In this paper, we use a unique database provided by Euroclear Finland. The dataset contains all transactions executed in the Helsinki Stock Exchange by Finnish stocks shareholders between 1995 and 2009 on a daily basis. The data records represent the official certificates of ownership and include all the transactions executed in the Helsinki Stock Exchange that change an ownership of assets. Each transaction in the dataset has a rich set of attributes – such as investor sector code, investor birth year, gender and postal code – that we make use of in our analysis to identify and characterise the investor groups. The dataset classifies investors into six main categories: households; nonfinancial corporations; financial and insurance corporations; government; nonprofit institutions; and the rest of the world. Finnish domestic investors correspond to a separate account ID, while foreign investors can choose the nominee registration for the trades. However, the analysis cannot be conducted for nominee-registered transactions because individual nominee investors cannot be uniquely identified. Rather, the nominee investors are pooled together under the custodian’s nominee trading account. Therefore, a single nominee-registered investor’s account holdings may correspond to a large aggregated ownership of several foreign investors. So to avoid inconsistencies in the results, we eliminated nominee transactions from our analysis. This dataset has been also analysed and described in previous research (e.g., [22, 15, 9, 10, 18]).

The analysed data are restricted to marketplace transactions for securities that had their IPO listing in the Helsinki Stock Exchange between 1995 and 2009. The official listing dates were provided by NASDAQ OMX Nordic explicitly for the current research. There are 67 stocks in total that were listed in Finland on the Main Exchange or First North in the given time period. Unfortunately, the data appeared to have issues with the trading date attribute for some securities, particularly for the transactions between 1998 and 2004111The net trading volumes on a daily resolution do not reconcile to 0 for all trading dates, while the volume sold should be equal to the volume bought per each stock during each day across all investors. We noticed that the trading volume per each stock cumulatively sums to 0 for each stock; overall, 67 selected stocks over the whole analysed period were analysed. This suggests that some transactions in the dataset were misplaced timewise because of incorrectly recorded trading dates.. Because our analysis is based on the investors synchronous trading actions, to avoid a misinterpretation of the results, the securities with incorrectly timestamped transactions have been eliminated from the dataset. We also excluded three of the least-liquid securities with a very small number of transactions and investors. This resulted in a subset of 14 securities with correctly registered transactions, where one of the stocks was issued in 1995 and 13 of the stocks had IPOs between 2003 and 2007. The reduced set includes 11 securities with a medium liquidity and three with high liquidity in terms of the total number of transactions and unique investors per security (see Table 1). Some companies (e.g. Oriola) have two share classes with different voting rights. Class A shares give the owner more voting rights than Class B and hence potentially falls under a separate group of investors. Therefore, the comparison or a direct substitution of shares with one another seems improper, and we consider the securities with different voting classes as separate stocks.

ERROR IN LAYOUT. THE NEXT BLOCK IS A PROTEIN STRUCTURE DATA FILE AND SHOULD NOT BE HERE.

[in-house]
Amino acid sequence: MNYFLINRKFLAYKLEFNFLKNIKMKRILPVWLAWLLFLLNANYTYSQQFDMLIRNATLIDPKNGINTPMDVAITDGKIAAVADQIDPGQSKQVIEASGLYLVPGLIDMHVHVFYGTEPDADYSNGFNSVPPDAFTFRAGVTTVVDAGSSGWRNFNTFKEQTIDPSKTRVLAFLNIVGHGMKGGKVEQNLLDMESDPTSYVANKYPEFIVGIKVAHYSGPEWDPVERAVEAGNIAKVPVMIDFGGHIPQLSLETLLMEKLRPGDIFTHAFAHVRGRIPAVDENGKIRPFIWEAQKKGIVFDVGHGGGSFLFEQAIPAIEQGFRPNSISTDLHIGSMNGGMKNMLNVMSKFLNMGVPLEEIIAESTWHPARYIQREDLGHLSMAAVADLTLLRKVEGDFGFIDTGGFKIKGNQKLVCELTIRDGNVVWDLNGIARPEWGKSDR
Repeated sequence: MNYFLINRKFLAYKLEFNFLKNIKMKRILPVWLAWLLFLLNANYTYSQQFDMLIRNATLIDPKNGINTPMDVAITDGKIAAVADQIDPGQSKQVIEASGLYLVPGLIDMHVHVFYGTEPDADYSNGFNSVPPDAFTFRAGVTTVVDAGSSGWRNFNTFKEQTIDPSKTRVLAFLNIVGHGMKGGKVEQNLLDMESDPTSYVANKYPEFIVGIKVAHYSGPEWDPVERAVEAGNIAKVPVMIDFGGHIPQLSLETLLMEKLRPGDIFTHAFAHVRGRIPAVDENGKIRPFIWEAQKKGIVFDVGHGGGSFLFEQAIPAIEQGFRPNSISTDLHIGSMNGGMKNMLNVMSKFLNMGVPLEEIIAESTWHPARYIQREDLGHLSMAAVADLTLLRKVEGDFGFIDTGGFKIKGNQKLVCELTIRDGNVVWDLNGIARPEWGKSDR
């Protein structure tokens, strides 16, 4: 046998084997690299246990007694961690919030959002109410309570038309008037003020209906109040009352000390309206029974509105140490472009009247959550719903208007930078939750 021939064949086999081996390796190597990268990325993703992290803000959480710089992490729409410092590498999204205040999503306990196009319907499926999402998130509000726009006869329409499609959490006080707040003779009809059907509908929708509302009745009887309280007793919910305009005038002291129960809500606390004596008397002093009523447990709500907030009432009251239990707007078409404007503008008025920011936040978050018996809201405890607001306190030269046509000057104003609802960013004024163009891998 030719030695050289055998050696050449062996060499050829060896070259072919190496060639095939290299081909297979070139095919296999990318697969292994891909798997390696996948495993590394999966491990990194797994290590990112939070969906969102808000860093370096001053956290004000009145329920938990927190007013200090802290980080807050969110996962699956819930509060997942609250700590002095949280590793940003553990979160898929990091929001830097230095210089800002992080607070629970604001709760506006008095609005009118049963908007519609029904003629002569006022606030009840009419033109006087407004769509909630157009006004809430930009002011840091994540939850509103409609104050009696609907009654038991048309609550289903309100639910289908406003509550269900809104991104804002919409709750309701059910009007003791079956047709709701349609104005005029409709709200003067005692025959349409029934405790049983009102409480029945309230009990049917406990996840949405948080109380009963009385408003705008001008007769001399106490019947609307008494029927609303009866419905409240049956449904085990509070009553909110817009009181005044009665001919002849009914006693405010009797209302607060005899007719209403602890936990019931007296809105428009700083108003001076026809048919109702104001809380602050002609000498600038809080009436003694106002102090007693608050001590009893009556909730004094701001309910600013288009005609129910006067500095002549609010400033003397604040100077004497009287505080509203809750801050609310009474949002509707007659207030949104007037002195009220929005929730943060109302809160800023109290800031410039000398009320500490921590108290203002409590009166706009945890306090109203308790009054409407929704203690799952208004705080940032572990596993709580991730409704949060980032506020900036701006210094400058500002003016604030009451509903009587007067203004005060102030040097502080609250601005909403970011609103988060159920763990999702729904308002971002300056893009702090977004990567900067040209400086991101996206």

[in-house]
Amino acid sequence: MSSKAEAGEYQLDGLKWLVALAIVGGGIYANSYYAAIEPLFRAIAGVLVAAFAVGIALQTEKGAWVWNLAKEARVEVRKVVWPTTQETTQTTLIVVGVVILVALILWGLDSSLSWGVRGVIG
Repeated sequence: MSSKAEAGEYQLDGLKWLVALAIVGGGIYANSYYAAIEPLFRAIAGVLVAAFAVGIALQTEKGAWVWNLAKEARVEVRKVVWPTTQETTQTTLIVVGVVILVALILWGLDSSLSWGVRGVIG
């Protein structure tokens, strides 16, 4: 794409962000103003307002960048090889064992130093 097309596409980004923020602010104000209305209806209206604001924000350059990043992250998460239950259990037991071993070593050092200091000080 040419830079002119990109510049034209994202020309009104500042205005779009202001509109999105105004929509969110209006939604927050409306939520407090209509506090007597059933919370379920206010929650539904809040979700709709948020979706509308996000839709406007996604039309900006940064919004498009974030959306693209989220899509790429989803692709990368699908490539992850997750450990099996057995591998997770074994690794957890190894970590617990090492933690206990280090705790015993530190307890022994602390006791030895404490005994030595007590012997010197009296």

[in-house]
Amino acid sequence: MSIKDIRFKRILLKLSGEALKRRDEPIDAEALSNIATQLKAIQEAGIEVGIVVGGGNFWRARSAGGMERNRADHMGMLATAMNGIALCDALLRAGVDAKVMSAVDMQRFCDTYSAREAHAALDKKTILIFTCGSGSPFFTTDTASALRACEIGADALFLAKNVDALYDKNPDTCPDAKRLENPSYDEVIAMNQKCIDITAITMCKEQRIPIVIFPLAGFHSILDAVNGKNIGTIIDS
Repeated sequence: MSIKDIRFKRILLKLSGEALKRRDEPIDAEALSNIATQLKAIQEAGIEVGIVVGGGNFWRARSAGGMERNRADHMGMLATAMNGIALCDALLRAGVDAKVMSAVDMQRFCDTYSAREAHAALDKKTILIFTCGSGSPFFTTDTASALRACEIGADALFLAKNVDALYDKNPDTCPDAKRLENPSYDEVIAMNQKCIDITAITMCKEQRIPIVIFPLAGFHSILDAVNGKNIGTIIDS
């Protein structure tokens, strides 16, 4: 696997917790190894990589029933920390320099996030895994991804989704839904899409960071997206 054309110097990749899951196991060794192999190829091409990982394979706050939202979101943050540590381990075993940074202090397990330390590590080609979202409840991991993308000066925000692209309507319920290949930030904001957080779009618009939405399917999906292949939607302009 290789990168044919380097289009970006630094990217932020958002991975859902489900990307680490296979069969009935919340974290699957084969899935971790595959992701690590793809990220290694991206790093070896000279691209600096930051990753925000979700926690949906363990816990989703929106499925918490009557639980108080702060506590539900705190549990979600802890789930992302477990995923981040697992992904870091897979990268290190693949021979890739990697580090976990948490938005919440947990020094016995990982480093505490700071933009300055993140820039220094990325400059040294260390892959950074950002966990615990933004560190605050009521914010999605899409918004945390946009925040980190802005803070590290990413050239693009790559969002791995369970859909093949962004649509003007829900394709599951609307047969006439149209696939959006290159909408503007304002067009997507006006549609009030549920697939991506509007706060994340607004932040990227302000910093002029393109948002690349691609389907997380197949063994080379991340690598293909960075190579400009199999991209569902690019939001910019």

Company name ISIN industry
total # of
transactions
# of unique
investors
IPO date
Neste FI0009013296 Oil & Gas 4,903,603 81,773 2005 Apr 21